Designers use principles such as visibility, findability and learnability to address basic human behaviors. We use some design principles to guide actions. Perceived affordances such as buttons are an example. That way, we put users in control in seamless experiences.
- Keep users informed of system status with constant feedback.
- Set information in a logical, natural order.
- Ensure users can easily undo/redo actions.
- Maintain consistent standards so users know what to do next without having to learn new toolsets.
- Prevent errors if possible; wherever you can’t do this, warn users before they commit to actions.
- Don’t make users remember information – keep options, etc. visible.
- Make systems flexible so novices and experts can choose to do more or less on them.
- Design with aesthetics and minimalism in mind – don’t clutter with unnecessary items.
- Provide plain-language error messages to pinpoint problems and likely solutions.
- Offer easy-to-search troubleshooting resources, if needed.
1. Don’t interrupt or give users obstacles – make obvious pathways which offer an easy ride.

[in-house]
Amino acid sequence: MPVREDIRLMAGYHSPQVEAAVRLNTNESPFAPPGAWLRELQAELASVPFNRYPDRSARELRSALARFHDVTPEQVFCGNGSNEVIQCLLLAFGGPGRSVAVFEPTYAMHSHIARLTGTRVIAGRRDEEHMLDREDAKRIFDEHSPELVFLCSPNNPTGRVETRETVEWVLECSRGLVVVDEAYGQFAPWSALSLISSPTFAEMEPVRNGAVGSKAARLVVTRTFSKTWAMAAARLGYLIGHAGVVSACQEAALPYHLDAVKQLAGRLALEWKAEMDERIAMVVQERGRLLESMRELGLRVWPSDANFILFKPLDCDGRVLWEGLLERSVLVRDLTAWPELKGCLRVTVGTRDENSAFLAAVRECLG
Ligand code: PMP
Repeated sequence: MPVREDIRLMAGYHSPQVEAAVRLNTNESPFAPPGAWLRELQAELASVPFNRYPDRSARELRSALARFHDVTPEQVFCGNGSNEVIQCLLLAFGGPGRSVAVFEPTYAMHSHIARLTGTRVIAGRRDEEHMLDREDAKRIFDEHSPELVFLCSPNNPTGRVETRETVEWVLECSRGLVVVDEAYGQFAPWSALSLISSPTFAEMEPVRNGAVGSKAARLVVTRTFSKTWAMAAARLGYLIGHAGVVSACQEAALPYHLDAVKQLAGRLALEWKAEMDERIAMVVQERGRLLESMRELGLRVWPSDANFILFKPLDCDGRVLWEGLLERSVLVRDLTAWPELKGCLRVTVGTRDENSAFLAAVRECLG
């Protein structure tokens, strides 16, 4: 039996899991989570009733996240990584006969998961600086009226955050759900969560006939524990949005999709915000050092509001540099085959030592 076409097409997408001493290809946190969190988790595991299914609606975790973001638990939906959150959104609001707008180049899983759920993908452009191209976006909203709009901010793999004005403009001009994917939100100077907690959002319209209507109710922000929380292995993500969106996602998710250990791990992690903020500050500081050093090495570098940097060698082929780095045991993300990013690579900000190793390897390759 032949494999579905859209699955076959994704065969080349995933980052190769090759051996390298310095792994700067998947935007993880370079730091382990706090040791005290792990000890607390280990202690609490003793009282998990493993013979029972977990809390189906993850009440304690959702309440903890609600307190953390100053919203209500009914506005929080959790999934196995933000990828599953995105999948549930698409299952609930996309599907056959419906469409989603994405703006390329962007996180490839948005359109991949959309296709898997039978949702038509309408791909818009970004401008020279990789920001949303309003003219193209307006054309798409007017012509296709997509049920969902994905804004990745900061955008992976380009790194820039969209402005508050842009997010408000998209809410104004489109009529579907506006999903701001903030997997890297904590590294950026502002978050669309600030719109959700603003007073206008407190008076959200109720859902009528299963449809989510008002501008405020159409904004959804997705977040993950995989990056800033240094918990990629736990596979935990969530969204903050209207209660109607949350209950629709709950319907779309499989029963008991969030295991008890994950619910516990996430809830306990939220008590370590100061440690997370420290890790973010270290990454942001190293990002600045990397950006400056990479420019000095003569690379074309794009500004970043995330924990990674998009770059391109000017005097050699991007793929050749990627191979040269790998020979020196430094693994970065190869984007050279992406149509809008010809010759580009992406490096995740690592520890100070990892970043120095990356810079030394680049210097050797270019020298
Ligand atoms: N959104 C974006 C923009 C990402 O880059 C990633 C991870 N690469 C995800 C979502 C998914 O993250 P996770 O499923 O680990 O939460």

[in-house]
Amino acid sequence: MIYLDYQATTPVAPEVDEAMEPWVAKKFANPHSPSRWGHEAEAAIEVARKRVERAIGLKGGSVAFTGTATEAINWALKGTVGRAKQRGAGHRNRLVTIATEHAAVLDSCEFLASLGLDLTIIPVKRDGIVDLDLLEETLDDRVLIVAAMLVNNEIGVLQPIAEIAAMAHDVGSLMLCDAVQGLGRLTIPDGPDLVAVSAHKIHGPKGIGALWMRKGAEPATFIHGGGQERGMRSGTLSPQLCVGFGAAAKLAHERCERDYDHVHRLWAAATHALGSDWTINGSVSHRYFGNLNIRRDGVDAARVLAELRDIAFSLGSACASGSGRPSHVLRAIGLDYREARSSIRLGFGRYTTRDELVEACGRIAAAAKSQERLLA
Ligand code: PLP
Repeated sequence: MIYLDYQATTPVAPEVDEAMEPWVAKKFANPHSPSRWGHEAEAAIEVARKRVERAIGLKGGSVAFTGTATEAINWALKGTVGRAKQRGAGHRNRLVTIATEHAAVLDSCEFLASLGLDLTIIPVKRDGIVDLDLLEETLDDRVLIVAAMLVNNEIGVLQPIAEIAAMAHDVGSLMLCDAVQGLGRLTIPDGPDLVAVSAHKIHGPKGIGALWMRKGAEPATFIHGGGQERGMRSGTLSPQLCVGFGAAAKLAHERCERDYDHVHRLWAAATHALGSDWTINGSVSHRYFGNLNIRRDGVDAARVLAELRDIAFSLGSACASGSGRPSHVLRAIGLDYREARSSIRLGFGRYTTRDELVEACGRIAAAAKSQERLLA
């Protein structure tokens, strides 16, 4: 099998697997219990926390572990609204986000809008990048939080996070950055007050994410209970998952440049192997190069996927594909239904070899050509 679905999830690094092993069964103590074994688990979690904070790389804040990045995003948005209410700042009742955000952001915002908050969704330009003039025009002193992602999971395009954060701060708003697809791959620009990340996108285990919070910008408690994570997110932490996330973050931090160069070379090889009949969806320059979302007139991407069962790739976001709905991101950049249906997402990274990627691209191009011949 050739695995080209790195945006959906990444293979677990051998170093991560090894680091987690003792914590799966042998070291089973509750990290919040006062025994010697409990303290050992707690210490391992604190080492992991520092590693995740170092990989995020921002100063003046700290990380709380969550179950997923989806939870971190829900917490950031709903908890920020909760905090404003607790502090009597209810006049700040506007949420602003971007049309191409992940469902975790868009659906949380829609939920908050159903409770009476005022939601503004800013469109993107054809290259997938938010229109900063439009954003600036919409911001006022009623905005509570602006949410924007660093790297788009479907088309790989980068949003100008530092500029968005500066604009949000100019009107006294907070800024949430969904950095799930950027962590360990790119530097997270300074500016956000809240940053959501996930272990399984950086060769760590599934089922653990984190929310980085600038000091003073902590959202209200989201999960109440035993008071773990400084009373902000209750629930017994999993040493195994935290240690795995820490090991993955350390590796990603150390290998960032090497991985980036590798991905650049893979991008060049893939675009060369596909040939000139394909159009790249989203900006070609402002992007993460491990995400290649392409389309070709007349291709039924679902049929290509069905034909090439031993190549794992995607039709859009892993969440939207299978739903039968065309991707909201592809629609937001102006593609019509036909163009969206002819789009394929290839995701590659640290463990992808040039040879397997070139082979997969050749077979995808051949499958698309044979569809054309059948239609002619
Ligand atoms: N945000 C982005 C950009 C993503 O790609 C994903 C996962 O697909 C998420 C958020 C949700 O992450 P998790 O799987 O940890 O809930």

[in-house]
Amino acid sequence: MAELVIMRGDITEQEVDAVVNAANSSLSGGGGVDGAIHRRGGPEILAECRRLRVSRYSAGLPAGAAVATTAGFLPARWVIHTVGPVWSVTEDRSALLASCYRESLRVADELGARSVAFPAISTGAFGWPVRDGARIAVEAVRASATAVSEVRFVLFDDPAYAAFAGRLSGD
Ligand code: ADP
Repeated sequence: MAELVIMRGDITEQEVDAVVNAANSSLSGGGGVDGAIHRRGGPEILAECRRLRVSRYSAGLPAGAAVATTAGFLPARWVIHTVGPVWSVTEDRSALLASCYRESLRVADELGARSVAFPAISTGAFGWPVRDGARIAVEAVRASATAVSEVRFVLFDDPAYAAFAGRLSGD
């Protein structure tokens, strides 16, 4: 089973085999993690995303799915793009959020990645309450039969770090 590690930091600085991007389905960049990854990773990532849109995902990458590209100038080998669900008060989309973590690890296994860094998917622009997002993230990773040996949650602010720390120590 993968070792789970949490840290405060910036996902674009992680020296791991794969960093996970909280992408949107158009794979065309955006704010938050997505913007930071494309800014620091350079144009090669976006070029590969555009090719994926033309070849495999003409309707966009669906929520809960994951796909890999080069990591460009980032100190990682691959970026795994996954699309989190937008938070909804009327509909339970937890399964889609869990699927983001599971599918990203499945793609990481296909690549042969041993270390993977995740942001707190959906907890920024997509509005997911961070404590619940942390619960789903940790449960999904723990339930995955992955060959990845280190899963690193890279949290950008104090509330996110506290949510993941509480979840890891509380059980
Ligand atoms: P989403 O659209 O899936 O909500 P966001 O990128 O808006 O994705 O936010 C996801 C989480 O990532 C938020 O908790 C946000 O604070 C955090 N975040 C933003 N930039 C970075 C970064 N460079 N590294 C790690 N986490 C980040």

2. Offer few options – don’t hinder users with nice-to-haves; give them needed alternatives instead.
3. Reduce distractions – let users perform tasks consecutively, not simultaneously.
4. Cluster related objects together.
5. Have an easy-to-scan visual hierarchy that reflects users’ needs, with commonly used items handily available.
6. Make things easy to find.
7. Show users where they’ve come from and where they’re headed with signposts/cues.
8. Provide context – show how everything interconnects.
9. Avoid jargon.
10. Make designs efficient and streamlined.
11. Use defaults wisely – when you offer predetermined, well-considered options, you help minimize users’ decisions and increase efficiency.
12. Don’t delay users – ensure quick interface responses.
13. Focus on emotion – pleasure of use is as vital as ease of use; arouse users’ passion to increase engagement.
14. Use “less is more” – make everything count in the design. If functional and aesthetic elements don’t add to the user experience, forget them.
15. Be consistent with navigational mechanisms, organizational structure, etc., to make a stable, reliable and predictable design.
16. Create a good first impression.
17. Be trustworthy and credible – identify yourself through your design to assure users and eliminate uncertainty.